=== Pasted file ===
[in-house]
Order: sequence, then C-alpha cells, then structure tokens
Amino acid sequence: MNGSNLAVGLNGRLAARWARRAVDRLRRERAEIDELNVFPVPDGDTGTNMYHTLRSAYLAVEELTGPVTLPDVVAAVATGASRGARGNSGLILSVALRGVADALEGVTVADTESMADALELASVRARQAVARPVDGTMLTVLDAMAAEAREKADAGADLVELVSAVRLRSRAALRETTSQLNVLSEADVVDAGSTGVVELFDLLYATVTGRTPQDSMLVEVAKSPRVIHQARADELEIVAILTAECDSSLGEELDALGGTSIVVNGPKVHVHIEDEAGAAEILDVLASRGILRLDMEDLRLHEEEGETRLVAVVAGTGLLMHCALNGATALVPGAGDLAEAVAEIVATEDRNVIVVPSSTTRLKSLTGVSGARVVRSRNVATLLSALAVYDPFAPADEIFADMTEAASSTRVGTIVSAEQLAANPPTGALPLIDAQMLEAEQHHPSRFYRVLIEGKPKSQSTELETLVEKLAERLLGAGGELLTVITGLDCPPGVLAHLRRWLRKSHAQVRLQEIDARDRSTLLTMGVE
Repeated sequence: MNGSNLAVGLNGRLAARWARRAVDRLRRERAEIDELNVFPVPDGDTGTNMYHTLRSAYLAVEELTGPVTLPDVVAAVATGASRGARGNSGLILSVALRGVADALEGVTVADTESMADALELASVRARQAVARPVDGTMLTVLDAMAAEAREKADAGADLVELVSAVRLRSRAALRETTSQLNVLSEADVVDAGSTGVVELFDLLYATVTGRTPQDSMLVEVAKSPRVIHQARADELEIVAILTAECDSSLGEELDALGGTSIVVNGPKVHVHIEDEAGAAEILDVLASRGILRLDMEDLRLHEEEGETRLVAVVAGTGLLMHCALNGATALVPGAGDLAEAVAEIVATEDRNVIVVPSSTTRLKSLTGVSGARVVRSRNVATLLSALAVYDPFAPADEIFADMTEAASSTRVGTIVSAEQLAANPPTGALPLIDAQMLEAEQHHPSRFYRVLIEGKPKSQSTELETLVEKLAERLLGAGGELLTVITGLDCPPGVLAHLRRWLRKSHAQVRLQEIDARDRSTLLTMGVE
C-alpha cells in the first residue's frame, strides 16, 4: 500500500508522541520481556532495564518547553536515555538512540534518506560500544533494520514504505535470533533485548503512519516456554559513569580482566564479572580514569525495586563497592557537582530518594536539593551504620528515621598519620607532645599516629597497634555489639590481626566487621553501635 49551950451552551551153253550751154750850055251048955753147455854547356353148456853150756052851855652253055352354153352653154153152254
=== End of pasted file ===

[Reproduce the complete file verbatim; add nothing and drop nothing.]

[in-house]
Order: sequence, then C-alpha cells, then structure tokens
Amino acid sequence: MNGSNLAVGLNGRLAARWARRAVDRLRRERAEIDELNVFPVPDGDTGTNMYHTLRSAYLAVEELTGPVTLPDVVAAVATGASRGARGNSGLILSVALRGVADALEGVTVADTESMADALELASVRARQAVARPVDGTMLTVLDAMAAEAREKADAGADLVELVSAVRLRSRAALRETTSQLNVLSEADVVDAGSTGVVELFDLLYATVTGRTPQDSMLVEVAKSPRVIHQARADELEIVAILTAECDSSLGEELDALGGTSIVVNGPKVHVHIEDEAGAAEILDVLASRGILRLDMEDLRLHEEEGETRLVAVVAGTGLLMHCALNGATALVPGAGDLAEAVAEIVATEDRNVIVVPSSTTRLKSLTGVSGARVVRSRNVATLLSALAVYDPFAPADEIFADMTEAASSTRVGTIVSAEQLAANPPTGALPLIDAQMLEAEQHHPSRFYRVLIEGKPKSQSTELETLVEKLAERLLGAGGELLTVITGLDCPPGVLAHLRRWLRKSHAQVRLQEIDARDRSTLLTMGVE
Repeated sequence: MNGSNLAVGLNGRLAARWARRAVDRLRRERAEIDELNVFPVPDGDTGTNMYHTLRSAYLAVEELTGPVTLPDVVAAVATGASRGARGNSGLILSVALRGVADALEGVTVADTESMADALELASVRARQAVARPVDGTMLTVLDAMAAEAREKADAGADLVELVSAVRLRSRAALRETTSQLNVLSEADVVDAGSTGVVELFDLLYATVTGRTPQDSMLVEVAKSPRVIHQARADELEIVAILTAECDSSLGEELDALGGTSIVVNGPKVHVHIEDEAGAAEILDVLASRGILRLDMEDLRLHEEEGETRLVAVVAGTGLLMHCALNGATALVPGAGDLAEAVAEIVATEDRNVIVVPSSTTRLKSLTGVSGARVVRSRNVATLLSALAVYDPFAPADEIFADMTEAASSTRVGTIVSAEQLAANPPTGALPLIDAQMLEAEQHHPSRFYRVLIEGKPKSQSTELETLVEKLAERLLGAGGELLTVITGLDCPPGVLAHLRRWLRKSHAQVRLQEIDARDRSTLLTMGVE
C-alpha cells in the first residue's frame, strides 16, 4: 500500500508522541520481556532495564518547553536515555538512540534518506560500544533494520514504505535470533533485548503512519516456554559513569580482566564479572580514569525495586563497592557537582530518594536539593551504620528515621598519620607532645599516629597497634555489639590481626566487621553501635 49551950451552551551153253550751154750850055251048955753147455854547356353148456853150756052851855652253055352354153352653154153152254